The SAGA complex is a large multisubunit coactivator that facilitates gene expression at multiple steps within the transcription cycle [32, 33], including initiation [34–42] and more recently identified activities in the stimulation of elongation . SAGA localization within gene coding regions [43–47] and elongation defects in SAGA deficient strains [46, 48, 49] demonstrate that the function of SAGA in transcription activation extends beyond the well-characterized activities of TBP delivery and posttranslational modifications of histones. It is unclear how the emerging functions in elongation pertain to the traditional roles of SAGA except at CYC1, where studies indicate that they appear to be functionally distinct.
The poised CYC1 promoter requires SAGA for the transition from a preloaded complex to an actively transcribing unit since deletion of SAGA-integrity subunits blocks activated transcription . Several well-characterized functions of SAGA are not relevant to this transition. For example, SAGA contains a TBP interaction module essential for delivering TBP to certain promoters [34–38]. Since the preloaded promoter has both TBP and SAGA present under noninducing conditions, a functional connection between the two seemed likely. Surprisingly, although abolishing the SAGA complex results in loss of activated transcription, it does not alter TBP occupancy . SAGA also has two known histone modifying enzymatic capabilities, a histone acetyltransferase (HAT) module responsible for acetylation events involved in facilitating active transcription [39–42] and a histone deubiquitinase (DUB) module known to aid in elongation [50, 51]. Yet, strains deficient for HAT activity or the DUB module are competent for activation .
In summary, the preloaded promoter is not dependent on the traditional well-characterized roles of SAGA, and yet SAGA integrity is required for the transition to an actively elongating complex after the recruitment of the PIC. These elongation activities may also be important at other genes, but difficult to observe because those genes require SAGA for recruitment of the general transcription machinery. The functions of numerous components within the SAGA complex remain to be elucidated and the preloaded promoter provides an excellent archetype for further investigations. Despite the necessity for SAGA function, SAGA is not sufficient for activation and another coactivator is critical for induction of the poised promoter.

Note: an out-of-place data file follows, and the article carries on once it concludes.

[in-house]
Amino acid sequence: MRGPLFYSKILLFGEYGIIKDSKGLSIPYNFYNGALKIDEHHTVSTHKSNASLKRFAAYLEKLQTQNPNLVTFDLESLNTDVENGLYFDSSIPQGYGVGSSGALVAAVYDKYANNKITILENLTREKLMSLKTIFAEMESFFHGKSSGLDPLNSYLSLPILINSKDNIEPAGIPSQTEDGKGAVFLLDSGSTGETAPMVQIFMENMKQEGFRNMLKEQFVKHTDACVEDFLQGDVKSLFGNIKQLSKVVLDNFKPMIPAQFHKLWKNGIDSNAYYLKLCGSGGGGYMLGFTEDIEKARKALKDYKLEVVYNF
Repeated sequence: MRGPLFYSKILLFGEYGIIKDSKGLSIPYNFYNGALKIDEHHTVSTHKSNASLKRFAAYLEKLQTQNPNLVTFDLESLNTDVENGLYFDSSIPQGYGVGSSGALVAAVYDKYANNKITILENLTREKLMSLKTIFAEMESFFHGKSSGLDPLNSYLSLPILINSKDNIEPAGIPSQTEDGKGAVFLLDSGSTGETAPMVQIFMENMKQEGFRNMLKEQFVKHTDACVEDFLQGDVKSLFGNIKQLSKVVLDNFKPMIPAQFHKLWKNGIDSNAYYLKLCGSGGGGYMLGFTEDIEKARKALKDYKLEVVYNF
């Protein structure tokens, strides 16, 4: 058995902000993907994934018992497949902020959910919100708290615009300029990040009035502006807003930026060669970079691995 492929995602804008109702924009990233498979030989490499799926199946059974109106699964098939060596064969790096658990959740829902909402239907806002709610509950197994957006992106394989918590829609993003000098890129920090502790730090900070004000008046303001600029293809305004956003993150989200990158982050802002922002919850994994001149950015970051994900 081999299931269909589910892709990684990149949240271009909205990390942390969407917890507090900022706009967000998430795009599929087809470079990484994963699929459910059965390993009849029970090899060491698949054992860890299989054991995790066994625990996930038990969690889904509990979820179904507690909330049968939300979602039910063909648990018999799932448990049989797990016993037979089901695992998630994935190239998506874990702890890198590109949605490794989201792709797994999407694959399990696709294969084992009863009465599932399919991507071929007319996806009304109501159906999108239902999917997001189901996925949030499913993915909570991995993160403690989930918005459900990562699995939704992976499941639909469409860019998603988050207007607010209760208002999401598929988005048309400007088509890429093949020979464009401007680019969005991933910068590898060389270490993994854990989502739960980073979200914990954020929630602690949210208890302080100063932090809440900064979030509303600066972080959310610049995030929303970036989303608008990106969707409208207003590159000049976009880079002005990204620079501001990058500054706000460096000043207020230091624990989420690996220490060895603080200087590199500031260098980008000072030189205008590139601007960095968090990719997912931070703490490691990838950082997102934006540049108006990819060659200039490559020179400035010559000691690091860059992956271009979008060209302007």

The Mediator complex is a large coactivator that is conserved from yeast to humans  and acts as an integrator of the transcription process, traditionally linking upstream signals from the activator with the general transcription machinery [53–57]. Mediator is essential for CYC1 activation and is recruited after the transfer to inducing conditions . Mediator is well characterized for its ability to recruit RNAPII to promoters [57, 58], although this function is unnecessary for CYC1 since RNAPII is present at the poised promoter prior to activation. Mediator has also been shown to stimulate TFIIH-dependent phosphorylation of the CTD [57, 59]. However, as previously noted, serine 5 phosphorylation of the CTD at CYC1 is observed prior to activation when Mediator is absent from the promoter, although subsequent rounds of transcription may be impacted. Mediator has also been shown to be involved in the isomerization of the PIC into a transcriptionally competent conformation . This function fits well with the Mediator requirement for activation of the poised promoter as the subunits of Mediator essential for activating the poised promoter  are involved in interactions with RNAPII and the general transcription factors [54, 57, 61].
The transition of the poised promoter to its actively elongating form is highly dependent on a number of chromatin regulatory factors, including the Spn1/Spt6 [62, 63] complex and the Swi/Snf complex . Notably, RNAPII and Spn1 occupy the poised promoter in the uninduced state, whereas Spt6 and Swi/Snf are recruited upon activation (Figure 1). Spn1 interacts with both RNAPII and Spt6 [23, 64–69], thereby linking the regulation of the poised promoter to the chromatin architecture. Spt6 is a histone chaperone that promotes reassembly of nucleosomes following passage of RNAPII [70–74], and Spn1 is an important regulator of the Spt6-nucleosome interaction . In addition to a nucleosome maintenance role during elongation, Spt6 also has other chromatin-dependent  and chromatin-independent  roles in transcription. Importantly, the loss of Spn1 at CYC1 under noninducing conditions leads to a failure to recruit Spt6 under inducing conditions , consistent with their direct interaction [75, 78]. Mutations in either Spt6 [70, 79] or Spn1  suppress mutant phenotypes associated with the loss of the Swi/Snf complex.